Fit on the Side, Healthy Living, Workouts

How To Become A Runner

How To Become A Runner

How to become a runner. I think I can (finally) say that spring is officially here and I say that because I’m seeing more and more runners out in the city. It’s always a good sign when you start seeing neon clothing breezing by. It’s no wonder really, because running is relatively easy to start doing and you don’t need a lot of specialized equipment. Plus, the world is open 24/7, so you can go pretty much whenever you want to. For many of us, it’s just a simple matter of throwing on a pair of running shoes, loading up our playlists and heading out the door. What if you are just coming back to working out after a major hiatus or what if you were never a runner? Is it just that easy?
how to become a runner


The time. Although you can go whenever you have time, it’s a good idea to set aside at least 30-45 minutes, 3 days a week if you are just starting out. Consistency is always key and this way, you can get your body into a rhythm. Also, don’t worry so much about how long you are going for or how far you run. If you start focusing on the big picture, you’ll just psych yourself out and give up. Instead, think about the minutes and break it down into manageable bits. I once read about an Olympic athlete who said that she breaks her workouts into 2 minute sequences and by telling herself that she can do anything for that amount of time. I’ve actually adopted this method when I feel like my lungs are going to burst and it really works. Keep in mind, your 2 minutes might just be 30 seconds to start and that’s okay.

What to wear. When you are just starting out (and just doing a minute or two at a time), it’s okay to wear the sneakers that you currently own as long as they have some support. Don’t get way too ahead of yourself by buying the most expensive shoes you can find because you might find that you actually hate running. As you start gaining traction and going for longer runs, it’s wise to invest in a decent pair of running shoes. You’ll also have an advantage at this  point because you’ll know where your current shoes don’t measure up. Are they uncomfortable in certain places or are you getting blisters or bruised toes? These are all issues that you can bring up at your shoe fitting. Read, How To Buy The Best Running Shoes for more information.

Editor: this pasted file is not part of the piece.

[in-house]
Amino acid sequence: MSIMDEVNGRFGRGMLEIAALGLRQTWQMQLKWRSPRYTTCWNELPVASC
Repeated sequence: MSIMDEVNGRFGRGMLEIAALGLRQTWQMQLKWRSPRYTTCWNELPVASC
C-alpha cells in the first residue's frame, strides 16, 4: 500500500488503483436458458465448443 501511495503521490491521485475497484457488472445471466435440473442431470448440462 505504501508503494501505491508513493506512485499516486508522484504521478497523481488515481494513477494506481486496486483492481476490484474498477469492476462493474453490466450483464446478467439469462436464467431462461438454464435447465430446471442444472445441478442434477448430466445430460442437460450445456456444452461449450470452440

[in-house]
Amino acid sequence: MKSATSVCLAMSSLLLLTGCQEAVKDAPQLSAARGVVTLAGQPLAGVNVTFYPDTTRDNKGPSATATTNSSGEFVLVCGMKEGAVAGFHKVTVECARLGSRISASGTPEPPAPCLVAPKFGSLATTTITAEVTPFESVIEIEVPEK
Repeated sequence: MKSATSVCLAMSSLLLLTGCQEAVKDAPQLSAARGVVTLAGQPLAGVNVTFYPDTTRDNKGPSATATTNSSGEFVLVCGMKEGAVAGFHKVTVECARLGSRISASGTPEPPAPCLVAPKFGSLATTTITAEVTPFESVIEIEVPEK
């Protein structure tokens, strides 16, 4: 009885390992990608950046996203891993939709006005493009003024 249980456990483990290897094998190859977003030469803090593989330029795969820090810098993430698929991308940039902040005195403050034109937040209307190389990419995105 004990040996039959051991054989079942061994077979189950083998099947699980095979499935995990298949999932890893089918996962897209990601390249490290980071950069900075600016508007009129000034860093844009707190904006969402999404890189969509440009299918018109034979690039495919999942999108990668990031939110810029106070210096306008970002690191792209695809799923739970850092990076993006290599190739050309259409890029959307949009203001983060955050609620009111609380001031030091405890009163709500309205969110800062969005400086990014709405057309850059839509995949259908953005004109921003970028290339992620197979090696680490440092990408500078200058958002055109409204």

Warm up and cool down. I don’t care if you are only going out for a short run and running for a few seconds at a time, you still want to treat your body with respect by performing a proper warm up and cool down.  Go slow at first and start by walking around. At the end of your run, schedule a good 10 minute stretching session, focusing on your hips, hip flexors, quadriceps, hamstrings and calves. Keep in mind that it’s quite likely that you will get sore and will feel stiff and old for a few days. As long as the stiffness dissipates over the next few days, you are just fine. See a doctor if then pain persists or is acute.

Don’t go too fast. Remember there’s a difference when you are breaking into a sprint to catch the bus versus a lengthy run. When you are just starting out, a good pace to aim for is one where you can hold a conversation with someone while being minimally out of breath. Once you get used to this, you can increase your cardiovascular capacity by doing short 30 second sprints every few minutes. Another option is to run up a hill. You might be cursing me out and that’s totally okay, but you’ll see how quickly you gain both muscle and lung strength.

Don’t eat too much. It’s so easy to gain weight when you first start running because you’ll feel hungry. Although you are burning more calories, don’t go overboard with the food. Have a healthy snack like a banana or some nuts post run to curb any cravings. I personally prefer to run first thing in the morning on an empty stomach, but that doesn’t work for everyone. To give you enough energy, have a small snack which includes both carbohydrates and protein about an hour before you go out. This can be a small greek yogurt sprinkled with some nuts.

If you need a little help, I’ve put together a Beginner’s Guide To Running that will get you off your couch and running for 30 minutes straight in a few short weeks! Just click on the photo to download it now:

Do you have any tips for beginner runners?

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Caroline has been dancing ballet and modern for most of her life. She has worked as an indoor rock climbing instructor, personal trainer and most recently, a top level, fully certified Pilates instructor teaching high profile athletes and Hollywood celebrities.

Latest posts by Caroline (see all)



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